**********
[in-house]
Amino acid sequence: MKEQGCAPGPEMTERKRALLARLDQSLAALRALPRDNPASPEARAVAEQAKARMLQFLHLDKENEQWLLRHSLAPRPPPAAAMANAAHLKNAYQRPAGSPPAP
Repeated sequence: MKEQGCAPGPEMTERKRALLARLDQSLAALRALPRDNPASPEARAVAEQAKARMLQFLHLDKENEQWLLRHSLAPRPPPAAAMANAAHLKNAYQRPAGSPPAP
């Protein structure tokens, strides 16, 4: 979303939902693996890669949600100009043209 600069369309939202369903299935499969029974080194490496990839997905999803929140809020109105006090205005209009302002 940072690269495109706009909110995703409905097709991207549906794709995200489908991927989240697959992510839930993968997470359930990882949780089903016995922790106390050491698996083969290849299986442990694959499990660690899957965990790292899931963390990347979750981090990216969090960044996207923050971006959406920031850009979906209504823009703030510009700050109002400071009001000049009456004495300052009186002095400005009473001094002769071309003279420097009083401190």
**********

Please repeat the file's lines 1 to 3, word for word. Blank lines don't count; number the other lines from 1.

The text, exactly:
[in-house]
Amino acid sequence: MKEQGCAPGPEMTERKRALLARLDQSLAALRALPRDNPASPEARAVAEQAKARMLQFLHLDKENEQWLLRHSLAPRPPPAAAMANAAHLKNAYQRPAGSPPAP
Repeated sequence: MKEQGCAPGPEMTERKRALLARLDQSLAALRALPRDNPASPEARAVAEQAKARMLQFLHLDKENEQWLLRHSLAPRPPPAAAMANAAHLKNAYQRPAGSPPAP